The images in Shimmer are beautiful, but the knowledge it shares is bleak. We see landscapes, old snapshots, the soft surface of a quilt. "My lover kisses me. We are rolling on my grandma's quilt. A thousand years pass through my face in a flash. I am the end of the line" (www.nelsonhenricks.com). Nelson Henricks has moved on, leaving the past to others yet bringing it along with him nonetheless. Shimmer is affirmation and also a farewell. The ghosts are not all in his apartment after all.

Window (fenêtre) (1997)
Distributed by Vtape.

"Over the course of one year, I periodically shot footage from the front window of my third floor apartment. This became the basic material for Window, a video about knowing. How do we come to know a situation? Through repetitions and variations, our knowledge comes from more than one unique experience. It is the sum of many things. 'The sum of all sight and sound. The sum of all motion.' Window attempts to show how a whole can be more than merely the sum of its parts" (Henricks in the Vidéographe online catalogue).

As Henricks goes on to point out, the window is one of the principle metaphors of video, easily implicating the viewer in processes of exhibitionism and fetishization. Where there is a window, there is inside and outside, the enduring dichotomy.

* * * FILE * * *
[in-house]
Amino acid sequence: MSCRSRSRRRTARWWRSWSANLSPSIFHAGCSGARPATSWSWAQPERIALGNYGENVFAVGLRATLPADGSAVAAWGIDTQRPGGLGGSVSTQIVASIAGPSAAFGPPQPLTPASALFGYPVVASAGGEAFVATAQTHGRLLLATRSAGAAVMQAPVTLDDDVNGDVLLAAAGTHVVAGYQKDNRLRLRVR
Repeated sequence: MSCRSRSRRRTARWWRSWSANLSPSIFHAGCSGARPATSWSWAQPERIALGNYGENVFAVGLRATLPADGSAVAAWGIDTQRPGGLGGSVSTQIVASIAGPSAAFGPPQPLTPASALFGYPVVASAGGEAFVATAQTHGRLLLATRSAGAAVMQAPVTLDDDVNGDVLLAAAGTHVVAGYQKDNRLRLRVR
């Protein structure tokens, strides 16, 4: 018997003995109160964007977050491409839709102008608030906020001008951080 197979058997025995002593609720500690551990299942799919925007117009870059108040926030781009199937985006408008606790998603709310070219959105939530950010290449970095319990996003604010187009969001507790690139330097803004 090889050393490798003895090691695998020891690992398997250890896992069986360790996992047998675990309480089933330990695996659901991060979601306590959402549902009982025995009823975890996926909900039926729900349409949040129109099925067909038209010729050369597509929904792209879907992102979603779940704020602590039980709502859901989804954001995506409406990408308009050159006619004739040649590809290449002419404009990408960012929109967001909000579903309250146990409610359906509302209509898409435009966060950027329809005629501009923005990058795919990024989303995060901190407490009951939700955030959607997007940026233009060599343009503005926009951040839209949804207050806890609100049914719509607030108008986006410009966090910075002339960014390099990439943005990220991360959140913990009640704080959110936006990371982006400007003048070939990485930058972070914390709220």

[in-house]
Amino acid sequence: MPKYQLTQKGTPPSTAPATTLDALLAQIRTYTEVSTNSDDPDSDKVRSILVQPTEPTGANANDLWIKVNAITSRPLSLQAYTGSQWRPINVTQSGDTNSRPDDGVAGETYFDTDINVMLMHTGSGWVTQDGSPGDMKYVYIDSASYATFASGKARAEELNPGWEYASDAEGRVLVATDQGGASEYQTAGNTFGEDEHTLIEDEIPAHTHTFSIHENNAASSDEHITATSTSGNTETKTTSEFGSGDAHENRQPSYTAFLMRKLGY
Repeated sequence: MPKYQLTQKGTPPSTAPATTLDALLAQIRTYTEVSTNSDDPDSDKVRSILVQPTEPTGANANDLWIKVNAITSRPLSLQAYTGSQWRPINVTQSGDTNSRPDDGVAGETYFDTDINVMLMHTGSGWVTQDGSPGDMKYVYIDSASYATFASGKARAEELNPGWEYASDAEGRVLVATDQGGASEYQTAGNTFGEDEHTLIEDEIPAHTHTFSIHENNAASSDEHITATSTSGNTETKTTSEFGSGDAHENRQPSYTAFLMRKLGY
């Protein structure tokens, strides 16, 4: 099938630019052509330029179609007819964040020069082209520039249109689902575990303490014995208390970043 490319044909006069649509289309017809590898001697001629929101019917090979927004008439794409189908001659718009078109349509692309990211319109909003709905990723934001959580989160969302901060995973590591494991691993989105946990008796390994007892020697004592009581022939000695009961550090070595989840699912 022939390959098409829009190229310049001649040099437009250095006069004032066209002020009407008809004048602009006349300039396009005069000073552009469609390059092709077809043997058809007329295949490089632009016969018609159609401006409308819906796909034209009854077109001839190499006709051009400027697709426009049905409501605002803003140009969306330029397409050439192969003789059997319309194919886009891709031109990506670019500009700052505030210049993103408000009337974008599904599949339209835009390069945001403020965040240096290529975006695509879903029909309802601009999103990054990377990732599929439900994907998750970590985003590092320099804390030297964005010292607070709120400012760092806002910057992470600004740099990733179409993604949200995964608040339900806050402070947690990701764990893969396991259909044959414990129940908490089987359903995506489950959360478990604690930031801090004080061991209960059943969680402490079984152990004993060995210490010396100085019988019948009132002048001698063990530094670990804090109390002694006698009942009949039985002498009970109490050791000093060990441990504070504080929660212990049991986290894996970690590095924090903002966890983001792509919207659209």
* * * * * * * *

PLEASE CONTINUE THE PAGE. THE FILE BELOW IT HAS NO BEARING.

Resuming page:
About Nelson Henricks

Thoughtful and observant, Nelson Henricks explores his own psyche through video and text, his history and intentions often intertwined. From an early age he has felt like an outsider: an artist originally from the Prairies, an anglophone living in Montreal, and a gay man highly aware of the heterosexual norm. His works seek to understand the isolation of that status and put it to good use. Identity itself is constantly at issue: regional or national-the classic Canadian conundrum-but also personal, as formed by the family, by society, memory, the mass media. Legend (1988), for example, is a self-portrait in non-linear narrative that begins in Henricks' childhood home in low-resolution images reduced by electronic interference, and moves to mapping out relationships and geographic territories, a long sequence of removals over time and space. Family photographs embody absence rather than remembrance: "I have no name; I have no place to be. That night I went for a walk; I never stopped walking," he says in a voice-over (www.nelsonhenricks.com). Elsewhere in the work he rejects a consciousness colonized by American culture, singing, "This is not my dream. This is someone else's dream, and I can't wake up." (www.nelsonhenricks.com)